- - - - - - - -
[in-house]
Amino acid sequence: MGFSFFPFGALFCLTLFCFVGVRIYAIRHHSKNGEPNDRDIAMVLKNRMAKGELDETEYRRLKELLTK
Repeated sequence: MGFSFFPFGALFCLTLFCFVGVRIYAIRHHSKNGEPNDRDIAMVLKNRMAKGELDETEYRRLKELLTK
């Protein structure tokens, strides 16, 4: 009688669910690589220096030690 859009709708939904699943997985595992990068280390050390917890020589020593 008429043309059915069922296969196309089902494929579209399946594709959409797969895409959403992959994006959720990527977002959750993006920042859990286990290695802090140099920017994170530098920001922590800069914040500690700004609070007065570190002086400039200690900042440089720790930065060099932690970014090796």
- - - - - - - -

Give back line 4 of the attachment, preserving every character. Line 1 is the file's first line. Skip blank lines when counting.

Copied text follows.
């Protein structure tokens, strides 16, 4: 009688669910690589220096030690 859009709708939904699943997985595992990068280390050390917890020589020593 008429043309059915069922296969196309089902494929579209399946594709959409797969895409959403992959994006959720990527977002959750993006920042859990286990290695802090140099920017994170530098920001922590800069914040500690700004609070007065570190002086400039200690900042440089720790930065060099932690970014090796």